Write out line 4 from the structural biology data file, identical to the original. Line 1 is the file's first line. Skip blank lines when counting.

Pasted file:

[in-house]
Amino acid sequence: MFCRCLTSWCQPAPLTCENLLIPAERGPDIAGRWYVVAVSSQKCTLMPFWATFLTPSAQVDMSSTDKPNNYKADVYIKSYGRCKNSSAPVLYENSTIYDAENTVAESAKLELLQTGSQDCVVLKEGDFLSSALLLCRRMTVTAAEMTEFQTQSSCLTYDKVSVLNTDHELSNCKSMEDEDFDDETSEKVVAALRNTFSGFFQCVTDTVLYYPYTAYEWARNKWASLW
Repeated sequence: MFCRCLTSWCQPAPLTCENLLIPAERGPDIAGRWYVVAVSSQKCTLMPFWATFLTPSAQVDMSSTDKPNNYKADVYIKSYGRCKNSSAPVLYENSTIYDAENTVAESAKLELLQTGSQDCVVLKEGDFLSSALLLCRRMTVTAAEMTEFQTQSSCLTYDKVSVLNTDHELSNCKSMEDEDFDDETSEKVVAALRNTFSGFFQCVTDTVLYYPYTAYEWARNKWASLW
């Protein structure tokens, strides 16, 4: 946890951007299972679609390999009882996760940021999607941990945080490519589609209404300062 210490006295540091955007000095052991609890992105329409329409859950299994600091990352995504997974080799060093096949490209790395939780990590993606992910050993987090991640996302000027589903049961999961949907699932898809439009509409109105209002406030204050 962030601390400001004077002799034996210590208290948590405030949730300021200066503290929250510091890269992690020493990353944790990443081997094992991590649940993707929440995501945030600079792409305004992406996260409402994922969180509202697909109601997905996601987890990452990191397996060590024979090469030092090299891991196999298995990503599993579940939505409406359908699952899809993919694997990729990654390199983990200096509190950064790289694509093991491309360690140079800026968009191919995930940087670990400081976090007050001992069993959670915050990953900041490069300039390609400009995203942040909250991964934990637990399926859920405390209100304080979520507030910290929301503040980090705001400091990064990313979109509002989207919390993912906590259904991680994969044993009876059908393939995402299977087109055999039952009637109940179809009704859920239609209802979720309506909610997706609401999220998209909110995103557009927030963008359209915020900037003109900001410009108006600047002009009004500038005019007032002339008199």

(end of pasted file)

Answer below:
């Protein structure tokens, strides 16, 4: 946890951007299972679609390999009882996760940021999607941990945080490519589609209404300062 210490006295540091955007000095052991609890992105329409329409859950299994600091990352995504997974080799060093096949490209790395939780990590993606992910050993987090991640996302000027589903049961999961949907699932898809439009509409109105209002406030204050 962030601390400001004077002799034996210590208290948590405030949730300021200066503290929250510091890269992690020493990353944790990443081997094992991590649940993707929440995501945030600079792409305004992406996260409402994922969180509202697909109601997905996601987890990452990191397996060590024979090469030092090299891991196999298995990503599993579940939505409406359908699952899809993919694997990729990654390199983990200096509190950064790289694509093991491309360690140079800026968009191919995930940087670990400081976090007050001992069993959670915050990953900041490069300039390609400009995203942040909250991964934990637990399926859920405390209100304080979520507030910290929301503040980090705001400091990064990313979109509002989207919390993912906590259904991680994969044993009876059908393939995402299977087109055999039952009637109940179809009704859920239609209802979720309506909610997706609401999220998209909110995103557009927030963008359209915020900037003109900001410009108006600047002009009004500038005019007032002339008199």